Epidural Steroid Injection (cont.)
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Epidural Steroid Injection Risks
Epidural steroid injections are generally very safe, but there are some rare potential complications. One of the most common risks is for the needle to go too deep and cause a hole in the dura, the tissue that surrounds the spinal cord and nerve roots. When this occurs spinal fluid can leak out through the hole and cause a headache. This headache can be treated with bedrest, or with a blood patch. A blood patch involves drawing some blood from the vein and the injecting it over the hole in the dura. The blood forms a seal over the hole and prevents any further fluid from leaking out.
Rarely, a patient may develop an allergic reaction to one of the medications injected. This can cause itching, a drop in blood pressure, wheezing, or swelling.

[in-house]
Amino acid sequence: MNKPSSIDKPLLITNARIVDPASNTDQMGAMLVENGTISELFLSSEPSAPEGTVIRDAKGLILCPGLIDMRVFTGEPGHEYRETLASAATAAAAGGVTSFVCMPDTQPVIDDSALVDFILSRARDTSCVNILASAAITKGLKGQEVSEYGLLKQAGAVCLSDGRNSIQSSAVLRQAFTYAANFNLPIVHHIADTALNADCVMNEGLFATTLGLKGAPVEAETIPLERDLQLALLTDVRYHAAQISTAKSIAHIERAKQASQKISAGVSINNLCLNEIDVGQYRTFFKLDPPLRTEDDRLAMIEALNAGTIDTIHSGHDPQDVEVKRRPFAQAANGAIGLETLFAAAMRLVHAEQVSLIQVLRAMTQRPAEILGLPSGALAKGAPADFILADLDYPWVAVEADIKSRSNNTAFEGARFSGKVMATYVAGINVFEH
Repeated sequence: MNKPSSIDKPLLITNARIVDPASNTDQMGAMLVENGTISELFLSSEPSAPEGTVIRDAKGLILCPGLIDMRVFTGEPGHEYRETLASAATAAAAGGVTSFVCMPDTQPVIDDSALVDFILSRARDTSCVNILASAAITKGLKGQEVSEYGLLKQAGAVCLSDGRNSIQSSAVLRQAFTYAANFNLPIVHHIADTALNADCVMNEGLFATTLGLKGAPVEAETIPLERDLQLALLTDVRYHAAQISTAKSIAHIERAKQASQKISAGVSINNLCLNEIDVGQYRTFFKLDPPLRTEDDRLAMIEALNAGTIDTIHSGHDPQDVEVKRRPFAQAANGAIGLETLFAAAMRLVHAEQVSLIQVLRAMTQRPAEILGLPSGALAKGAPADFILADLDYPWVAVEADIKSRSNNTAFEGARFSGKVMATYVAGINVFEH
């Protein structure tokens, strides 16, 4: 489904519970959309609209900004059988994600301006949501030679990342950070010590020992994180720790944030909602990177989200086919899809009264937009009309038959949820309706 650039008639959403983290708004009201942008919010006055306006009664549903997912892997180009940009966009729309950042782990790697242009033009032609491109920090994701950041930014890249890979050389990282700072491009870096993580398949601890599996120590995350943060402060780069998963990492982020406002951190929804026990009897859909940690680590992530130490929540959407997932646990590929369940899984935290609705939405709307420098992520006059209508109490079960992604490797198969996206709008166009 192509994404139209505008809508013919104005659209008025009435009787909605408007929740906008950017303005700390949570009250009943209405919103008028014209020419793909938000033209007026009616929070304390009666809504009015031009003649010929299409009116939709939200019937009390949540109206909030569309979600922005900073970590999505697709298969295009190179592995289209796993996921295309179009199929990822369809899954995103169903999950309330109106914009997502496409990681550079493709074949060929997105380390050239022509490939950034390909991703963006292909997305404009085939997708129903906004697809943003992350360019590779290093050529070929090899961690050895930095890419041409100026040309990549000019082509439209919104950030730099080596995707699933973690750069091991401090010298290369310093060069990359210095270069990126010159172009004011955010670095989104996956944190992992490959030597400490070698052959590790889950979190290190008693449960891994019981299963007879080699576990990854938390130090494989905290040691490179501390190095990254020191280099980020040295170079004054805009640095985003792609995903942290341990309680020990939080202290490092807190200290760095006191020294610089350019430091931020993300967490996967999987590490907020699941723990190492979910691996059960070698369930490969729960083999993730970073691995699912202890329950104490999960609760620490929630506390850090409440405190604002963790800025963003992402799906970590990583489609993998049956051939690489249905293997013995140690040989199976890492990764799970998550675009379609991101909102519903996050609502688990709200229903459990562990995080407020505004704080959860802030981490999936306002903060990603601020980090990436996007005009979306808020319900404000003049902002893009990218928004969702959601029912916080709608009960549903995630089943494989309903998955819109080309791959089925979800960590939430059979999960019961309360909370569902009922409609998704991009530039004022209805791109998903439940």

If the needle touches the spinal cord or nerve root it can cause a neurologic injury. This most commonly causes a temporary feeling of numbness or tingling in the extremities.
There is also a very small risk for infection with the injection.
When to Seek Medical Care
You should seek medical care after an epidural injection if you develop any of the symptoms described above including headache, dizziness, increased pain, numbness or tingling, trouble breathing, or a skin reaction.
Medically Reviewed by a Doctor on 8/18/2014
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